#6 of 104 OFFLINE   Chu Gai

Chu Gai

    Lead Actor



  • 7,270 posts
  • Join Date: Jun 29 2001

Posted October 18 2004 - 09:28 PM

Well, 40 hZ is 40 hZ whether its being reproduced with 8" or with 12". The driver must still vibrate at the same speed. However with a smaller surface area, it must by necessity travel further to achieve the same SPL which is why you'll need more small drivers simply to equal the surface area of the larger one. Further, smaller drivers just don't have the xmax so they're quite limited as to how loud they can play. Whenever I see the word musical subs, it sends up flags and alarms in my head. Generally it means it doesn't go down very far, is incapable of clean, undistorted, SPL's, and I can be sure of a lot of bullsh*t from whomever is marketing it. As far as blending goes, that's pretty much a function of setting the crossovers and slopes appropriately and that holds true regardless of what kind of sub you choose. You'll often hear terms like a tight sub which is really another way of saying the sub is incapable of reproducing the lower frequencies at the levels they were intended to be. IOW, the lower end has been truncated. Another thing you generally won't see with musical subs are comprehensive measurements indicating their performance capabilities. I think we've all heard enough stories about how fast their cars are. Of course, if you never put them on the track then you can always rely on the stories instead of the performance.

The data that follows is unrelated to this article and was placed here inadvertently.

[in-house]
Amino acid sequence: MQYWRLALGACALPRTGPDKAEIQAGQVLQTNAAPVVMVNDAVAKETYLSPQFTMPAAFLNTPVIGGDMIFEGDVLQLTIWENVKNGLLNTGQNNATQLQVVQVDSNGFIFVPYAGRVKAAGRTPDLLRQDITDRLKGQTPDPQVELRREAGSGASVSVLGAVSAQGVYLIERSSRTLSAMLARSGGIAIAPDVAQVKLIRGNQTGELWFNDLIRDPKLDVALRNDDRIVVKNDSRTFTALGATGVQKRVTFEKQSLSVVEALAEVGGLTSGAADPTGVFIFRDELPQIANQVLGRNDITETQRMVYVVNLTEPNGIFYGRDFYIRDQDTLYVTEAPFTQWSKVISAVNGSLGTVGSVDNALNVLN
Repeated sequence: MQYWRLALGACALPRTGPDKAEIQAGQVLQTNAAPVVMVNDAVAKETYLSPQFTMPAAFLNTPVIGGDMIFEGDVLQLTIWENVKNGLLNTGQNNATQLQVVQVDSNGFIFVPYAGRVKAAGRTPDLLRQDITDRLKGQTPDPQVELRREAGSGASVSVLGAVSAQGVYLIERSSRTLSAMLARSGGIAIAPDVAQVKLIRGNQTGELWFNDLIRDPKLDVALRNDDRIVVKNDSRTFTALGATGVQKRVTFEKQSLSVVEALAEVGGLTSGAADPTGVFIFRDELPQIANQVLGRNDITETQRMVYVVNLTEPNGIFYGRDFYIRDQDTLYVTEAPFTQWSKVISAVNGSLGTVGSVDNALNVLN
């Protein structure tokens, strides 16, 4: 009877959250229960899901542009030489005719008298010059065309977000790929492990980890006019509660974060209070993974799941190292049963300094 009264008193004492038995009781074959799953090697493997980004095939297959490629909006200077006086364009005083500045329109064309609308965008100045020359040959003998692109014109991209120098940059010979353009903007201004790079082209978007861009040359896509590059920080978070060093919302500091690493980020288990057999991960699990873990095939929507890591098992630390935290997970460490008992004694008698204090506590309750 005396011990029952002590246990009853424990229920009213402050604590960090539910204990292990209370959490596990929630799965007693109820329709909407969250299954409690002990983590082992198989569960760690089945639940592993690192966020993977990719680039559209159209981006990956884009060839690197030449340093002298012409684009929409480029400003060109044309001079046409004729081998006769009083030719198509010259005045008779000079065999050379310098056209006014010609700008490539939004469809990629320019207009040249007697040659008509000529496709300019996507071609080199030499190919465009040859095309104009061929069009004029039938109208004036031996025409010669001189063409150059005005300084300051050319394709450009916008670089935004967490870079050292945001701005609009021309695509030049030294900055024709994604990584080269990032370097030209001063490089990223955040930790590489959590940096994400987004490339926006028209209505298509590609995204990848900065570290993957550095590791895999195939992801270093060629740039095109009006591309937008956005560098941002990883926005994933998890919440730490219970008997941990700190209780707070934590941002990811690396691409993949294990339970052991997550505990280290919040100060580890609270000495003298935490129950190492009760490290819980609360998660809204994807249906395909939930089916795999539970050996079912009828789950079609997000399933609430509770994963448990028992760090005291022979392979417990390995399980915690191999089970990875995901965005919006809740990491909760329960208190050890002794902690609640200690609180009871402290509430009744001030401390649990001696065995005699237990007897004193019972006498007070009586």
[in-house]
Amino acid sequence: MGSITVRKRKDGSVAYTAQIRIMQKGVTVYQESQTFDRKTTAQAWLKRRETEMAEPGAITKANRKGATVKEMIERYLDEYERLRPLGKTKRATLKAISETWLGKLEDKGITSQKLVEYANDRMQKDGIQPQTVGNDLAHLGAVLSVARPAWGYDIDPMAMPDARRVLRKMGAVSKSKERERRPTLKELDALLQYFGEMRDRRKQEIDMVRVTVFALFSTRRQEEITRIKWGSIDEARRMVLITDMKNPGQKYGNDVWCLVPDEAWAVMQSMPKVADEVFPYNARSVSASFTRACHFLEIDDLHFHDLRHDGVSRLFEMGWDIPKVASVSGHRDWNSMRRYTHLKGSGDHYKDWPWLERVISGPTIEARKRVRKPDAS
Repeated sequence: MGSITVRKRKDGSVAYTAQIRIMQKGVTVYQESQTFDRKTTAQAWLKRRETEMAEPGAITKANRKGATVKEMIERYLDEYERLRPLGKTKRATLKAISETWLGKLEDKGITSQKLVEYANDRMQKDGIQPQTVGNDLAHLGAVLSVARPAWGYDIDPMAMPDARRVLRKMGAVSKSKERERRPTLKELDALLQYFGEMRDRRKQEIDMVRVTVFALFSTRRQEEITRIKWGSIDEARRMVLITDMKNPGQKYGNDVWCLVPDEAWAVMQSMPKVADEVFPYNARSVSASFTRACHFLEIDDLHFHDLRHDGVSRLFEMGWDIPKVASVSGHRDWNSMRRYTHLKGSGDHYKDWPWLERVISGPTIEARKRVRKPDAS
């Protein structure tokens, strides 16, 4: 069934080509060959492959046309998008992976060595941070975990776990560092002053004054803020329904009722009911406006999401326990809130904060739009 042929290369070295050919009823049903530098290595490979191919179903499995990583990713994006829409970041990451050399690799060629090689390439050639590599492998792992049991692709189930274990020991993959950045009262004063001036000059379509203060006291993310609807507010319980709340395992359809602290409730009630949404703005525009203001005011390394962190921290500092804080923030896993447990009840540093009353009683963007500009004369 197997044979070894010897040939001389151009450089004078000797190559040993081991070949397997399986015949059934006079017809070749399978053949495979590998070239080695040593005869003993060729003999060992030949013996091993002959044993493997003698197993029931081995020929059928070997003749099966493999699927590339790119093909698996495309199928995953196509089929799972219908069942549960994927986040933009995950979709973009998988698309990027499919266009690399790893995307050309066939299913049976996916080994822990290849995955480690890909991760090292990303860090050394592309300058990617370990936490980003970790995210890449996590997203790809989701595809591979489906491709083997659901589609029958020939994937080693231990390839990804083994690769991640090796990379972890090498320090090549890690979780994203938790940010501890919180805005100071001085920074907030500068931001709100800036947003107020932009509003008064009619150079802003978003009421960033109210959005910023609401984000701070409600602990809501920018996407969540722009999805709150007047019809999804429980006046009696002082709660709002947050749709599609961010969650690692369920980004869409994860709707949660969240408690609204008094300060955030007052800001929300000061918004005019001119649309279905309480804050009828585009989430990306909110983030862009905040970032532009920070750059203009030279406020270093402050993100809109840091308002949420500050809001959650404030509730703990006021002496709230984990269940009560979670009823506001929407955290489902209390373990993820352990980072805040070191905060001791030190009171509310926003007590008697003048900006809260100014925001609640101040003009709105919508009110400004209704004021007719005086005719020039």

#7 of 104 OFFLINE   Edward J M

Edward J M

    Screenwriter



  • 2,031 posts
  • Join Date: Sep 22 2002

Posted October 18 2004 - 10:09 PM